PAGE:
'Simply incredible:’ NASA shows off major discoveries from historic Pluto flyby
Pluto has unveiled more of its secrets to NASA, enabling scientists to make over 50 sensational discoveries, from icy volcanoes to the tiny planet’s spinning moons.
NASA’s New Horizons spacecraft breezed past Pluto in mid-July. It was the first-ever close-up encounter with the dwarf planet full of secrets.
“The New Horizons mission has taken what we thought we knew about Pluto and turned it upside down,” said Jim Green, director of planetary science at NASA Headquarters in Washington.
The discovery of possible icy volcanoes on Pluto is one of the most surprising findings the scientists made. NASA had already mentioned the dwarf planet’s 3,500 meter icy peaks back in July, but now they’ve now had a chance to look at them more closely.
“These are big mountains with a large hole in their summit, and on Earth that generally means one thing – a volcano,” Oliver White, New Horizons postdoctoral researcher at NASA’s Ames Research Center in Moffett Field, California, said.
Unlike volcanoes on Earth, scientists expect that Pluto’s volcanoes spew a somewhat melted combination of icy materials, such as nitrogen, ammonia, or methane, rather than hot magma and rocks. Learning more about volcanoes on Pluto would allow NASA to gain a deeper understanding of the tiny globe’s geologic and atmospheric evolution.
“After all, nothing like this has been seen in the deep outer solar system,” said Jeffrey Moore, New Horizons Geology, Geophysics and Imaging team leader.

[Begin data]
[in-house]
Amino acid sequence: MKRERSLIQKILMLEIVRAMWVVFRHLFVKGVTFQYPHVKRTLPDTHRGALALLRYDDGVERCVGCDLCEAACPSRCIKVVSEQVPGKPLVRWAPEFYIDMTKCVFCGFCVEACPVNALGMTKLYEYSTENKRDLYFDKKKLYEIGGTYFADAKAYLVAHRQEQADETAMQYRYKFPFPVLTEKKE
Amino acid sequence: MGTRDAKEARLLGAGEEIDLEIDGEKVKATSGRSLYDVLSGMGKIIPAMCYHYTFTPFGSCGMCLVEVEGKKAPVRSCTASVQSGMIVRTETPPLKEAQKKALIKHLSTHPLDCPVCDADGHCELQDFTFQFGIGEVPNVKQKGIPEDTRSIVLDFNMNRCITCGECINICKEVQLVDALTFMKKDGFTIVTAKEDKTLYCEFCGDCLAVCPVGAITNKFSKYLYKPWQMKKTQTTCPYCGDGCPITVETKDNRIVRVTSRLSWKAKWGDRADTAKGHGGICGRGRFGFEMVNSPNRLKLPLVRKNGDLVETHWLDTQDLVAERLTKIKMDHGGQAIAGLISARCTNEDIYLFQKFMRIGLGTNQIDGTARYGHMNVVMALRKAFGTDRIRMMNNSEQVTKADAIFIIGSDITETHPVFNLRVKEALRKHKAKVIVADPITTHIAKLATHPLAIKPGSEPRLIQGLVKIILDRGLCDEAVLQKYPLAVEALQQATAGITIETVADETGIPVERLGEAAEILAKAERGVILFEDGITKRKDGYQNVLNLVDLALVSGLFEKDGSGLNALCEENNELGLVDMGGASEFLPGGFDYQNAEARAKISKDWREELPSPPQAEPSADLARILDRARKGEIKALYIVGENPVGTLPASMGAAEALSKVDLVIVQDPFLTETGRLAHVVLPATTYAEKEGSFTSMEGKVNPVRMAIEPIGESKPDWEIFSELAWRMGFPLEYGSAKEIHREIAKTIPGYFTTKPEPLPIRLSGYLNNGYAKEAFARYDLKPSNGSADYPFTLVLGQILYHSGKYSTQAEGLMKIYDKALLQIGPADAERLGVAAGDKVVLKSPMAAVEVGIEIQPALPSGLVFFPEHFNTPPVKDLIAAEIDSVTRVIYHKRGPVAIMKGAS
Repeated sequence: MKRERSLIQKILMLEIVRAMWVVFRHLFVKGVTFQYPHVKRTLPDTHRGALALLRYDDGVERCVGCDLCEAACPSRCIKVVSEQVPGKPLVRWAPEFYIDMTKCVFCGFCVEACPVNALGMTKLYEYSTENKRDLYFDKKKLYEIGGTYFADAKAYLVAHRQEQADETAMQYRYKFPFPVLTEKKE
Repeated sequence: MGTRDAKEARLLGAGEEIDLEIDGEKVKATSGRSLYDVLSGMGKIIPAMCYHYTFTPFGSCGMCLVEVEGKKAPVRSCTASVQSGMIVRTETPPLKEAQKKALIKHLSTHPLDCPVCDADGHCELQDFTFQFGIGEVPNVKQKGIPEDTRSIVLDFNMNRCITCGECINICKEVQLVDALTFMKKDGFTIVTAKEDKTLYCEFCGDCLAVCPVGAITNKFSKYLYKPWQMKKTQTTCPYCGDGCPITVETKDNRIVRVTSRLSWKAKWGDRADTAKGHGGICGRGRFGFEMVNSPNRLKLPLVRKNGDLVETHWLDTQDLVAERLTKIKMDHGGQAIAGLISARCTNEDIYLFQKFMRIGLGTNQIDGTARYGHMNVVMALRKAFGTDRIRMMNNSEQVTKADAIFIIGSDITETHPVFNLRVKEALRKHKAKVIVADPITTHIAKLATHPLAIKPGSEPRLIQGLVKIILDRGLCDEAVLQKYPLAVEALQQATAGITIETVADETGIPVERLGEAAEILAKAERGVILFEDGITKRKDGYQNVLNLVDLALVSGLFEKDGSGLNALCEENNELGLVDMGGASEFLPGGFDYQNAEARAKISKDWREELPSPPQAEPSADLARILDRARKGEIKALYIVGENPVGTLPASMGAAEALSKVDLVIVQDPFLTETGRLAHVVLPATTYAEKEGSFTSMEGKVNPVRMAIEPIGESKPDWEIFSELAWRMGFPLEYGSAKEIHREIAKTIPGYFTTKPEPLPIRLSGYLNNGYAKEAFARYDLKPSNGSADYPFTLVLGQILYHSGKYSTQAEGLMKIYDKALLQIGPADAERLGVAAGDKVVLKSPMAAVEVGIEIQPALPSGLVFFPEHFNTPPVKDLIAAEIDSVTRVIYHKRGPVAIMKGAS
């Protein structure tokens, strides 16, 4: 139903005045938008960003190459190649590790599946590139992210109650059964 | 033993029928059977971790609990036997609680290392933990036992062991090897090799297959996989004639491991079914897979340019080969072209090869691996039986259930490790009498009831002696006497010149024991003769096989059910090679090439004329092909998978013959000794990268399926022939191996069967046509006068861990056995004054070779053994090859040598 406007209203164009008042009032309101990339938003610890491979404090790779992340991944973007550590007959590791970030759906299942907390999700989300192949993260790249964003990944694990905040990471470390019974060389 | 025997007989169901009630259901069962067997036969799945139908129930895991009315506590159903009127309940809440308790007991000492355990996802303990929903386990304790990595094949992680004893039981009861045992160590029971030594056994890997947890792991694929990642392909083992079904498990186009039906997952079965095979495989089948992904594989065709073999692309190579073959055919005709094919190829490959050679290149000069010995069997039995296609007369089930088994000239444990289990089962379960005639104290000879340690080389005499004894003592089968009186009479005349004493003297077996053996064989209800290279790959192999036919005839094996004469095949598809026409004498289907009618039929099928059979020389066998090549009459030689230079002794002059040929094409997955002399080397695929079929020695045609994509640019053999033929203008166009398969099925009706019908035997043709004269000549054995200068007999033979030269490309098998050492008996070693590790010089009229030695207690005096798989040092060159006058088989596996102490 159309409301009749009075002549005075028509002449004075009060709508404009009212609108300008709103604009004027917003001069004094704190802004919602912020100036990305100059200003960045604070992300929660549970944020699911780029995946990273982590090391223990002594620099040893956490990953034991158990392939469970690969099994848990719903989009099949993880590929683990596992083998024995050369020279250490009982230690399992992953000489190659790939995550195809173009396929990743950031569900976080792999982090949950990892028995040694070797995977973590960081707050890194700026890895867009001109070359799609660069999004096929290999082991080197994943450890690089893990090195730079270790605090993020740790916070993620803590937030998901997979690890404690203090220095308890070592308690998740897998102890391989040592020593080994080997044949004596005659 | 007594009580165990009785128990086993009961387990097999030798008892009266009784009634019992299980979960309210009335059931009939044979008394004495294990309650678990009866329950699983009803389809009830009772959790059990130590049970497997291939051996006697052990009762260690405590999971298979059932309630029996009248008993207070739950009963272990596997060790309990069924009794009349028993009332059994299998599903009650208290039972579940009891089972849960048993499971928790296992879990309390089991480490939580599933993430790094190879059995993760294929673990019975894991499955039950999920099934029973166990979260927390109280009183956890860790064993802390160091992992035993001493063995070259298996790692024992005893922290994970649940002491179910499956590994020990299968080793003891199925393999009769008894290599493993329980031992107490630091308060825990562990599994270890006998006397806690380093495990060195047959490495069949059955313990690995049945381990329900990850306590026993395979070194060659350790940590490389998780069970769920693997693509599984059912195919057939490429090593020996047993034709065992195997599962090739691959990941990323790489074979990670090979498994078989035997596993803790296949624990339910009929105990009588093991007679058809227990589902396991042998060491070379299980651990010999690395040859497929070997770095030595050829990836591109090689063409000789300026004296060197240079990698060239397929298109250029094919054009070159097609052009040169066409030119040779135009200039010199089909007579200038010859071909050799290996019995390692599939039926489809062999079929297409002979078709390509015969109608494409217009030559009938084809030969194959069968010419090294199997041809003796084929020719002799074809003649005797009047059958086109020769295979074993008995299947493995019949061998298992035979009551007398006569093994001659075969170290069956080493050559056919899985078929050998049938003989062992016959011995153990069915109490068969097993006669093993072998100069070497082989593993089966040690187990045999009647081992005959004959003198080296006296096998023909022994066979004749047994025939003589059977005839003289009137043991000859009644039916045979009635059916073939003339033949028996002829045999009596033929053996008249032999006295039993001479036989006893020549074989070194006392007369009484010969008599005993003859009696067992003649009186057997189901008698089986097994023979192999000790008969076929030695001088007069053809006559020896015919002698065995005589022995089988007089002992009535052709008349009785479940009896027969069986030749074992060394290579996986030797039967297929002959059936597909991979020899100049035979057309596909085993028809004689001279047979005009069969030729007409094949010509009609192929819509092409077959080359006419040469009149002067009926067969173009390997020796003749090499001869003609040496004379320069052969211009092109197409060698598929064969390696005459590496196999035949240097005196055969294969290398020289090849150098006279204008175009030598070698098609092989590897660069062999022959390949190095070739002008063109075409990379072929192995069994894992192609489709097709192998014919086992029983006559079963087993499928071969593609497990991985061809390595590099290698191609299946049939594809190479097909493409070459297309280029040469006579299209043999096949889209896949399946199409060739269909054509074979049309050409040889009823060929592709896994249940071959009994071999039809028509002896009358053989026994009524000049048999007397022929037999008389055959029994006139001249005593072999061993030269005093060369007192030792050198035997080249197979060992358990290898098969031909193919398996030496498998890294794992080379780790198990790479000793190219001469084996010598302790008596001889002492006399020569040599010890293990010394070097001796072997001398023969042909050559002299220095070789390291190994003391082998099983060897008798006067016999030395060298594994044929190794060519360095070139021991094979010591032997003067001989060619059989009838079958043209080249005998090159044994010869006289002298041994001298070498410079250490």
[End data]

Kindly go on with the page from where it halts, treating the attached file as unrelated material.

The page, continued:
Scientists have also learned that Pluto’s surface developed in at least three stages, varying in age from ancient and intermediate, to relatively young. Pluto’s surface shows that it could be over 4 billion years old. NASA researchers determined this by counting crater impacts: The more crater impacts, the older a region is likely to be.
“We’ve mapped more than a thousand craters on Pluto, which vary greatly in size and appearance,” said postdoctoral researcher Kelsi Singer of the Southwest Research Institute (SwRI) in Boulder, Colorado. “Among other things, I expect cratering studies like these to give us important new insights into how this part of the solar system formed.”
However, there are regions where no craters have been found, meaning that they may be quite “young” in geological terms. One such area has been dubbed Sputnik Planum, which may have formed within the past 10 million years.
The New Horizons mission has also studied the fascinating rotational system of Pluto’s moons. Unlike Earth’s moon, Pluto’s small moons do not rotate synchronously with their host planet. They spin faster, rotating 89 times during a single lap around the planet.
NASA also thinks that some of Pluto’s moons may have merged to create some of its satellites.
“We suspect from this that Pluto had more moons in the past, in the aftermath of the big impact that also created Charon [one of the Pluto’s known moons],” said co-investigator Mark Showalter of the SETI Institute in Mountain View, California.
In the more than four months since the flyby, the pictures that NASA has taken have helped scientists make over 50 discoveries, with more still to come.
“It’s hard to imagine how rapidly our view of Pluto and its moons are evolving as new data stream in each week,” mission Principal Investigator Alan Stern of the Southwest Research Institute in Boulder, Colorado, said. “Moreover, I’d wager that for most planetary scientists, any one or two of our latest major findings on one world would be considered astounding. To have them all is simply incredible.”